But the long weekend at Oxford was well worth the long trip over. I stayed in rooms at St. John’s College where AE Housman and Robert Graves had been, saw the West End musical Seven brides for Seven Brothers (good, though I did miss Howard Keel), traveled to Dorset to TE Lawrence haunts, and then had two days of talks about TE Lawrence, then and now. About one hundred fifty attended, a surprisingly number from the US and Canada. Interesting bunch.

Got into Heathrow early afternoon Thursday September 24 and promptly caught the airport bus for Oxford which took little over an hour. The bus station was close to the campus, so walked over and registered. Then picked up a ticket for the evening performance and had supper. Performance was good and the audience was an enthusiastic bunch of the gray haired set. Nice choreography though not up to Michael Kidd’s - since seeing this, I checked out some of his work in the film on You-tube.

My room was large, really large, but with a small single bed tucked in one corner. I had a sink and counter, small portable refrigerator, chairs, desk and book cases. Facilities? The toilet was across the hall and the shower upstairs. With the room went access to the computer lab and the bar - yes, St. John’s has it own pub. Lovely old college with magnificent spires.

Friday was spent with forty others, traveling to Dorset. First, to the Bovington Tank Museum. TE had spent two years there as a ranker before getting back into the RAF, all following his Lawrence of Arabia exploits. There were some memorabilia but I was impressed with the tanks: WW1 and WW2 vintage with various armed cars including the WW1 Rolls used in the desert. Tanks are big suckers!

From there, it was a short journey to Clouds Hill TE’s garden cottage: small, basic and charming. Two Broughs (the motor bike used by TE) were parked there; one may have been an old one of Lawrence’s. The bikers in our group - and there were some - were impressed. I had my picture taken astride one. It was a moving experience, the thought of walking about where TE had been.

From there to Moreton to the local church and TE’s grave and finally, to Wareham where the Kennington Effigy is housed in the ancient Saxon Church of St. Martin-on-the-Walls. It was a full day and a great prologue to the two days of talks.

There were eight presentations, some outstanding. I had been enticed to this gathering by two speakers: Neil Faulkner who was the co-director of the November archaeological dig I had volunteered for, and James Barr, author of a recent book on TEL and the Brits during WW1. They both lived up to expectations and I had a chance to talk with them during the weekend, at length with Dr. Faulkner at the college pub.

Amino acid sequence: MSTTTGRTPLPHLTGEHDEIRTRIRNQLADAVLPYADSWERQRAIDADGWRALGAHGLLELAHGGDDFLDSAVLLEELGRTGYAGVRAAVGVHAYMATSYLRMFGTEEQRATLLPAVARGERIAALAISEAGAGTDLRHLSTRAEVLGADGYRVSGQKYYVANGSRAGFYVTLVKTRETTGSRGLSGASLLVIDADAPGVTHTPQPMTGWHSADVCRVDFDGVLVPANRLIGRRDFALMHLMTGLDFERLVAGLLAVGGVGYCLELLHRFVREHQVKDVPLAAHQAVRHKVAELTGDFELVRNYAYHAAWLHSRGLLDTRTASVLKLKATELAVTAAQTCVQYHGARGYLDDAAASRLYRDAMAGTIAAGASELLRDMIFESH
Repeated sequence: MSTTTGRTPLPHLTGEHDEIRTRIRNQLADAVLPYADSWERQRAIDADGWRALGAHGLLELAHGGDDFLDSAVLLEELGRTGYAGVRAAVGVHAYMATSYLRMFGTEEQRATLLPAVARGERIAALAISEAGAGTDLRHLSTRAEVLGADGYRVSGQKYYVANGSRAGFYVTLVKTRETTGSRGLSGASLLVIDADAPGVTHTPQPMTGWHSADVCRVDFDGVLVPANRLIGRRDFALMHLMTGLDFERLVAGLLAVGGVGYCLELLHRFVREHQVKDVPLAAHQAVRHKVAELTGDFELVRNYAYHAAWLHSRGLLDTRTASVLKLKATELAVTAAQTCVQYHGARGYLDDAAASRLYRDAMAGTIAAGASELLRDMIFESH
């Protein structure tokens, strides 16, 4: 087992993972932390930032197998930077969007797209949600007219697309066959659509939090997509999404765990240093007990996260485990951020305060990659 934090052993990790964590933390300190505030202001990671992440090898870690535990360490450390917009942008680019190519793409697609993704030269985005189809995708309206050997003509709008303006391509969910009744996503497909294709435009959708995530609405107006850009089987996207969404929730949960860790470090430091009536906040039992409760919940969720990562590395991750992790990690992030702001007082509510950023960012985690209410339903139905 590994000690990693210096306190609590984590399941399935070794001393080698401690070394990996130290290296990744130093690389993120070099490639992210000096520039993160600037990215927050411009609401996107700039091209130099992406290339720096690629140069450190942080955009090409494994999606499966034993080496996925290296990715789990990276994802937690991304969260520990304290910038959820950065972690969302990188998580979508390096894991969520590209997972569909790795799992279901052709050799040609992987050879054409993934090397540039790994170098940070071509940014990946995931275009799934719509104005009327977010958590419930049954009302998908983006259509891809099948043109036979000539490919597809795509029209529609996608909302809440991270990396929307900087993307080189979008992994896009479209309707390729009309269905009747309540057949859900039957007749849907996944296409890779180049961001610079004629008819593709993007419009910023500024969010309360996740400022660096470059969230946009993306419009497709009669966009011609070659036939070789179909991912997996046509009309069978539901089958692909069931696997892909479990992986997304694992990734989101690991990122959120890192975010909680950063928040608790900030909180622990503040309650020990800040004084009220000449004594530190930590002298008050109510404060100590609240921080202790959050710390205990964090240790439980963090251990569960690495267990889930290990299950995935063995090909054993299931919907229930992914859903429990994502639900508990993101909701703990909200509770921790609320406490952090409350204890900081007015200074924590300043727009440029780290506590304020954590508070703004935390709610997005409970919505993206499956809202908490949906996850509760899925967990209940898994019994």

Faulkner talked about Lawrence’s precepts of guerrilla warfare and the impact the Arab Revolt had on the desert campaigns during WW1. The Great Arab Revolt Project is an archaeological effort that, so far, supports the military importance of the Arab efforts. Barr talked about TEL and his influence/relationship with the French and its impact on Middle Eastern history.

The other presentations ranged from Lawrence’s relationships with various friends, publishers and writers; his love of the Brough bikes with a hypothesis about the final fatal crash; the Metcalf collection, and a discussion of the Imperial Camel Corps - the later was one of the more interesting reports.

People in attendance were varied: several had been at the Huntington Library gathering last year - I had attended and. surprisingly, was recognized by several. One man was from Georgia, had been a Chief Probation Officer and was into motor bikes, really into them owning six and restoring others that he sold at swap meets. Another rather dapper man, small boned and an inch or so taller than me, dressed in shirt, tie, brown suit and vest, shave d head and with Kaiser Wilhelm waxed mustache, was in the Security business, spending most of his time in the Emirates.

There were two retired servicemen: one with twenty years in the Engineers, twenty with a private firm and now considering his third life - he was also a diver who had a home near the Red Sea in Egypt and gave me good information about arranging a trip to St. Catherine’s. The other had just retired after 26 years as a Warrant Office in the Navy and was interested in museum work. Then there were the two men in their late seventies, one living in Seattle and the other still in the UK, who met sixty years ago in Germany while in the service; they have continued their friendship and meet yearly.

Coming home was a delight! I was upgraded from mid-middle back of the aircraft to business class! All because I had asked to be switched to an aisle seat. Turned out it was easier to switch me up front.

Glad I went, even for just the weekend. Next time, will add on a couple of days to bum about Oxford and take the Morse tour.